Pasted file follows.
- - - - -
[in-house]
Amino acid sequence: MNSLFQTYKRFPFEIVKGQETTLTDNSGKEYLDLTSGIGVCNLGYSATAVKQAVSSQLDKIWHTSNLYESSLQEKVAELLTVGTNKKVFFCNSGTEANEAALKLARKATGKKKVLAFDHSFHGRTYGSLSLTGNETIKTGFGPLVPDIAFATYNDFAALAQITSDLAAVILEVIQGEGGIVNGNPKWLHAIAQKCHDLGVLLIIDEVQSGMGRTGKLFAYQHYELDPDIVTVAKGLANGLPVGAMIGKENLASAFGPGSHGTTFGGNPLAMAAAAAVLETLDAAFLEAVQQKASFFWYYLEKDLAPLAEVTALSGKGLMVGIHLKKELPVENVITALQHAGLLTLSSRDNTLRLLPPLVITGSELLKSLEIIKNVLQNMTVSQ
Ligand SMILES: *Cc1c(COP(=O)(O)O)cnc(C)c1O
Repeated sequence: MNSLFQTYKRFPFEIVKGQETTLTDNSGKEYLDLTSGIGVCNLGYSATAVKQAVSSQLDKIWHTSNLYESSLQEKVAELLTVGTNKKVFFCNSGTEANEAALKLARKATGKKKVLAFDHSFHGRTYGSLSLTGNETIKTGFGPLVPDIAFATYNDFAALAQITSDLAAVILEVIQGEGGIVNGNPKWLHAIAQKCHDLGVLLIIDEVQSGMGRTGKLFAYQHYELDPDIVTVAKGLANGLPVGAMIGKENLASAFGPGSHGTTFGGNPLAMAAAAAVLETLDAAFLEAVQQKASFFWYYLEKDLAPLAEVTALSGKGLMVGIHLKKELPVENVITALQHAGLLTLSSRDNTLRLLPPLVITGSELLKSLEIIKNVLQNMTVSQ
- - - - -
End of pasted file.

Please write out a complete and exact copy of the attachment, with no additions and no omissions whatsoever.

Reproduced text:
[in-house]
Amino acid sequence: MNSLFQTYKRFPFEIVKGQETTLTDNSGKEYLDLTSGIGVCNLGYSATAVKQAVSSQLDKIWHTSNLYESSLQEKVAELLTVGTNKKVFFCNSGTEANEAALKLARKATGKKKVLAFDHSFHGRTYGSLSLTGNETIKTGFGPLVPDIAFATYNDFAALAQITSDLAAVILEVIQGEGGIVNGNPKWLHAIAQKCHDLGVLLIIDEVQSGMGRTGKLFAYQHYELDPDIVTVAKGLANGLPVGAMIGKENLASAFGPGSHGTTFGGNPLAMAAAAAVLETLDAAFLEAVQQKASFFWYYLEKDLAPLAEVTALSGKGLMVGIHLKKELPVENVITALQHAGLLTLSSRDNTLRLLPPLVITGSELLKSLEIIKNVLQNMTVSQ
Ligand SMILES: *Cc1c(COP(=O)(O)O)cnc(C)c1O
Repeated sequence: MNSLFQTYKRFPFEIVKGQETTLTDNSGKEYLDLTSGIGVCNLGYSATAVKQAVSSQLDKIWHTSNLYESSLQEKVAELLTVGTNKKVFFCNSGTEANEAALKLARKATGKKKVLAFDHSFHGRTYGSLSLTGNETIKTGFGPLVPDIAFATYNDFAALAQITSDLAAVILEVIQGEGGIVNGNPKWLHAIAQKCHDLGVLLIIDEVQSGMGRTGKLFAYQHYELDPDIVTVAKGLANGLPVGAMIGKENLASAFGPGSHGTTFGGNPLAMAAAAAVLETLDAAFLEAVQQKASFFWYYLEKDLAPLAEVTALSGKGLMVGIHLKKELPVENVITALQHAGLLTLSSRDNTLRLLPPLVITGSELLKSLEIIKNVLQNMTVSQ